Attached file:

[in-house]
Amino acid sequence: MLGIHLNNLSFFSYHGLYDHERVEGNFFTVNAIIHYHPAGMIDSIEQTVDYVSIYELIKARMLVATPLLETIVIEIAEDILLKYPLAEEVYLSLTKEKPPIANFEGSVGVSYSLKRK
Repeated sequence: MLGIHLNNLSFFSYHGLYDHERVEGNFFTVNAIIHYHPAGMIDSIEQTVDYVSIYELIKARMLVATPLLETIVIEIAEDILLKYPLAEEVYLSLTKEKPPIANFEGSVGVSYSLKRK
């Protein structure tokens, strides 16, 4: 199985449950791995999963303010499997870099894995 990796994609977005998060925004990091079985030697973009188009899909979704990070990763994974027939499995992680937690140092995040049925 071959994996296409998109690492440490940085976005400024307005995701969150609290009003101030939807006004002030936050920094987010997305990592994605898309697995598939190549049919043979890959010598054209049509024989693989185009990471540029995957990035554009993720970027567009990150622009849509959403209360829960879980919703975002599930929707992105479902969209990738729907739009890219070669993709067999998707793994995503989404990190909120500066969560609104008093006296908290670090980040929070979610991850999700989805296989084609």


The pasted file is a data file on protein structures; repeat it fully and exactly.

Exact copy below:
[in-house]
Amino acid sequence: MLGIHLNNLSFFSYHGLYDHERVEGNFFTVNAIIHYHPAGMIDSIEQTVDYVSIYELIKARMLVATPLLETIVIEIAEDILLKYPLAEEVYLSLTKEKPPIANFEGSVGVSYSLKRK
Repeated sequence: MLGIHLNNLSFFSYHGLYDHERVEGNFFTVNAIIHYHPAGMIDSIEQTVDYVSIYELIKARMLVATPLLETIVIEIAEDILLKYPLAEEVYLSLTKEKPPIANFEGSVGVSYSLKRK
């Protein structure tokens, strides 16, 4: 199985449950791995999963303010499997870099894995 990796994609977005998060925004990091079985030697973009188009899909979704990070990763994974027939499995992680937690140092995040049925 071959994996296409998109690492440490940085976005400024307005995701969150609290009003101030939807006004002030936050920094987010997305990592994605898309697995598939190549049919043979890959010598054209049509024989693989185009990471540029995957990035554009993720970027567009990150622009849509959403209360829960879980919703975002599930929707992105479902969209990738729907739009890219070669993709067999998707793994995503989404990190909120500066969560609104008093006296908290670090980040929070979610991850999700989805296989084609």